Puerto Rico needs help now

Hurricanes Irma and Maria ravaged Puerto Rico five years ago, unleashing the most environmentally disastrous natural catastrophes to strike the island since 1928. According to the RAND corporation, these two hurricanes entirely devastated the island’s electricity infrastructure, forcing the island’s inhabitants to rely on candlelight and flashlights to see their way through the darkness. With 95% of the island’s drinking water contaminated, Puerto Ricans found themselves yearning for fresh water. Nearly 3,000 people died as a direct result of the hurricanes, and many more were unable to receive the long-term healthcare that kept them alive due to the damage sustained by health facilities. 

It can be difficult for anyone to recover from a hurricane. But for Puerto Ricans, who were already experiencing economic and cultural strife before the hurricanes struck, recovering has been far from smooth sailing. And now, category four Hurricane Fiona is actively flooding Puerto Rico, continuing to lessen people’s access to electricity.

What we must acknowledge is that five years after two hurricanes, Puerto Rico continues to face long-term consequences with little aid from neighboring countries, and Puerto Ricans are now vulnerable to another natural disaster. Instead of observing from a distance, we must do our share as Christians to provide resources and aid for the sake of both Puerto Ricans and the island itself. 

For thousands of Puerto Ricans in the last five years, access to reliable energy has been limited, as well as access to safe drinking water and safe means to care for crops and livestock. Food prices have risen, exporting resources to the island has been difficult and job insecurity is as prevalent as ever, making it difficult for Puerto Ricans on the island to make ends meet. It’s a never-ending nightmare with no end in sight, and with Hurricane Fiona’s latest rampage, the nightmare doesn’t appear to be ending anytime soon.

To help Puerto Rico recover, we must do everything we can, and we must do it fast.

The best way to help Puerto Ricans as their already unstable environment worsens is to be proactive in making sure Puerto Rico gets the relief it needs. We need to hold the governments of the United States and Puerto Rico accountable for providing aid to the island and step in if these governments are unable to do so. This time, we must be prepared to go above and beyond to provide relief directly when it is needed, both for the sake of Puerto Rican residents and the preservation of the island’s natural resources.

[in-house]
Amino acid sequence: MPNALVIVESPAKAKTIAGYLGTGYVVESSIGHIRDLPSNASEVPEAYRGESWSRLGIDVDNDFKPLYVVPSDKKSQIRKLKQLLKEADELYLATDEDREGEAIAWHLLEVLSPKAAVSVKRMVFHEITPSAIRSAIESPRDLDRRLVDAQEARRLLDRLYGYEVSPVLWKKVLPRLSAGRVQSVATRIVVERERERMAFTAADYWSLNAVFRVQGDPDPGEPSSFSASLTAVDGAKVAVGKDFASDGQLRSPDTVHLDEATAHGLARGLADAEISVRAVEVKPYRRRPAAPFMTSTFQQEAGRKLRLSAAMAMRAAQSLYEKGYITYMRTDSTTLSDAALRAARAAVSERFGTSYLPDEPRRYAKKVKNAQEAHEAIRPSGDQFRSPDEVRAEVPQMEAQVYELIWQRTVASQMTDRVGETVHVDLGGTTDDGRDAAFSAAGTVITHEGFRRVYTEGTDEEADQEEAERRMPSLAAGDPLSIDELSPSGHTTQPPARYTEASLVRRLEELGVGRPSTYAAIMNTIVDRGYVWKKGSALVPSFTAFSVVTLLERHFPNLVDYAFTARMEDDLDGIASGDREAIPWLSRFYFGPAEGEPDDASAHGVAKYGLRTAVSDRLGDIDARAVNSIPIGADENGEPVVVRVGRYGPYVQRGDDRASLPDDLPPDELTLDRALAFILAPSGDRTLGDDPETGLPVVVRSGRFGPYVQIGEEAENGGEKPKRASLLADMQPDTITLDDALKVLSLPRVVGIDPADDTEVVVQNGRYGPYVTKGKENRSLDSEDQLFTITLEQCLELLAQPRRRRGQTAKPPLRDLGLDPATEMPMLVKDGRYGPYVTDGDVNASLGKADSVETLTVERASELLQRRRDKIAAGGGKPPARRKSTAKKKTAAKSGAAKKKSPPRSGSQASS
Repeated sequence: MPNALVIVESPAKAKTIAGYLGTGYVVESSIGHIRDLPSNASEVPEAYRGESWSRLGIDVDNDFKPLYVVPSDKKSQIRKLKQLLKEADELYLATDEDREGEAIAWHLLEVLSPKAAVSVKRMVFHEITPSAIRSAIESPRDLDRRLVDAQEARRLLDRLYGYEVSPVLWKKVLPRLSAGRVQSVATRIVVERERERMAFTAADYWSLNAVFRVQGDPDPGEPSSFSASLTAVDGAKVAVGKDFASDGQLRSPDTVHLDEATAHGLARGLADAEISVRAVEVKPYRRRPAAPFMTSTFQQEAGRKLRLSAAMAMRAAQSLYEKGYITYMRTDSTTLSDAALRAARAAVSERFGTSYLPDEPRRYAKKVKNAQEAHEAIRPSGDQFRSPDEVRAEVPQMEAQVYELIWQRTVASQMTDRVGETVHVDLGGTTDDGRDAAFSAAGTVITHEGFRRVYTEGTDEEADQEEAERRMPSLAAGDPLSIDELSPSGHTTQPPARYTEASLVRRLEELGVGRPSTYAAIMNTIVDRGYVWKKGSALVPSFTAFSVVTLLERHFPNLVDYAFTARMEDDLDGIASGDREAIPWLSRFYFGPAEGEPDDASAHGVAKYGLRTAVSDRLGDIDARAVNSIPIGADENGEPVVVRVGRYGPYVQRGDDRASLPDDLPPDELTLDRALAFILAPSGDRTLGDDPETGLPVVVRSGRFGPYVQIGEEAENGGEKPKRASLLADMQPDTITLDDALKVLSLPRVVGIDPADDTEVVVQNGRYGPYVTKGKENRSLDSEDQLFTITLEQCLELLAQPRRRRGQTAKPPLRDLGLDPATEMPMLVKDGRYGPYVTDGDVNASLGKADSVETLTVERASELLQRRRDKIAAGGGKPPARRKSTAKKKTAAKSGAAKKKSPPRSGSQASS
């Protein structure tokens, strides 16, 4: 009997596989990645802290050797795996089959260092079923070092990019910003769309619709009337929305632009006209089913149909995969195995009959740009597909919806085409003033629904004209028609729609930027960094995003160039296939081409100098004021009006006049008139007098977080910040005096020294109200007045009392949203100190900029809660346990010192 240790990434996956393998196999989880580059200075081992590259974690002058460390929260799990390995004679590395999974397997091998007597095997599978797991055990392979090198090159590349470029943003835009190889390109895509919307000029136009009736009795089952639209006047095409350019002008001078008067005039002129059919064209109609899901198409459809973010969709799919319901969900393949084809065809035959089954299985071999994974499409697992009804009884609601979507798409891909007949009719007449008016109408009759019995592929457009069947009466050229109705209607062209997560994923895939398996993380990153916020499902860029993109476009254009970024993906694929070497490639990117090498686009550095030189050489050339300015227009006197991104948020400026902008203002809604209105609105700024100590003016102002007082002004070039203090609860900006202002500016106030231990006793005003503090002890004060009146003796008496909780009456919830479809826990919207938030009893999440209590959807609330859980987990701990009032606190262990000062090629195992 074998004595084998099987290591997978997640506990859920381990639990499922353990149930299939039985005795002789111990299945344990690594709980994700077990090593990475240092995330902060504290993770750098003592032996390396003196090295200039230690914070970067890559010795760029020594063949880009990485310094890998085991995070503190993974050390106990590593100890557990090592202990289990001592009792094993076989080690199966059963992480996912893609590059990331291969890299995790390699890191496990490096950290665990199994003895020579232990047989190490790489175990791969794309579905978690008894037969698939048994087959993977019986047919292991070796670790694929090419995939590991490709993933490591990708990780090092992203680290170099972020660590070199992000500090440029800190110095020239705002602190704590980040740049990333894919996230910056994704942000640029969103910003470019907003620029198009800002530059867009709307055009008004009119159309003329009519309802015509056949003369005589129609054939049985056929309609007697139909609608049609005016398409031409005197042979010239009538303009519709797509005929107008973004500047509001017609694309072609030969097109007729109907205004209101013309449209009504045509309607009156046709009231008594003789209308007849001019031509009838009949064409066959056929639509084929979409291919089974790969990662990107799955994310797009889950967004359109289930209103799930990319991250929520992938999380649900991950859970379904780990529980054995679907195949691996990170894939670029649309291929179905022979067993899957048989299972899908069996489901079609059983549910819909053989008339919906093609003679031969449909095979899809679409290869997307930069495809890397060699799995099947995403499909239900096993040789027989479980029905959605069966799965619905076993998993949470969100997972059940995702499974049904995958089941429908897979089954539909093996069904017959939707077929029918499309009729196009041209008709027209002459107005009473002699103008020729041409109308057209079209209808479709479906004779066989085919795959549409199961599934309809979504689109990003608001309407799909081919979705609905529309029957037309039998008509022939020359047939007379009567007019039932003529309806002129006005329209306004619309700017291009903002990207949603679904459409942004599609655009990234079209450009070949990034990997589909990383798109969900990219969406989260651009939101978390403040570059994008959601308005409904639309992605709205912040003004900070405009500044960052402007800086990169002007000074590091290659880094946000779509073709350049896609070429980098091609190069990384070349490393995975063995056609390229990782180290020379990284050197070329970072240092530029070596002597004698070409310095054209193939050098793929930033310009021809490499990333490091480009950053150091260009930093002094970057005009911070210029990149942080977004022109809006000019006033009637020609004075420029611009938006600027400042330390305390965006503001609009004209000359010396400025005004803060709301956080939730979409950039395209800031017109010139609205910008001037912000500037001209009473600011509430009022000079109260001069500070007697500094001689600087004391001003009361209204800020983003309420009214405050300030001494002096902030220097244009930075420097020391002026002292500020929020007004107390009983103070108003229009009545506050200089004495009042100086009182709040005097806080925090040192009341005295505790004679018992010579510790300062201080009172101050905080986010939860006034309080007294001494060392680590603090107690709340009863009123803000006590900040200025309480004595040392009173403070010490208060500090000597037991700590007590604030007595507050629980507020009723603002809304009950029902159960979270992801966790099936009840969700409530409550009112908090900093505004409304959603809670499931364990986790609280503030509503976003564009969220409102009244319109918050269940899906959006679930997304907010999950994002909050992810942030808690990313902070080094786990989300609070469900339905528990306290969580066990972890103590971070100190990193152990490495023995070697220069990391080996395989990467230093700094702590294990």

We could spend our time debating what went wrong in the reaction to the last two disasters and pointing fingers at who is to blame for Puerto Rico’s present predicament. Instead, we should try to guarantee that the mistakes of the past do not repeat themselves in the future. 

There is a widespread idea that our actions of charity must be great and flamboyant, but they don’t have to be. Whether it’s posting awareness messages on social media, contributing to non-profit organizations, or arranging food or clothing drives, every act of aid brings the island of Puerto Rico one step closer to recovery. To help Puerto Rico recover, we must do everything we can, and we must do it fast.

The distance is great, but our determination to fulfill one of Christ’s greatest commandments must be greater.

Given that Calvin’s Knollcrest campus is nearly 2,035 miles away from the island of Puerto Rico, it may seem like aiding Puerto Ricans is out of reach. However, as members of a Christian community, we must be reminded of our biblical responsibility to aid those in need, even if the distance is vast. The Bible is filled with calls to help our brothers and sisters, and these reminders are especially pertinent to the Puerto Ricans who are enduring, and will continue to endure, difficulties as a consequence of Hurricane Fiona. 

We have the potential to shape the narrative of Puerto Rican restoration and God wants us to do our part. Puerto Ricans are God’s children, according to the imago Dei principle, and we must be prepared to do our share to help his children. The distance is great, but our determination to fulfill one of Christ’s greatest commandments must be greater.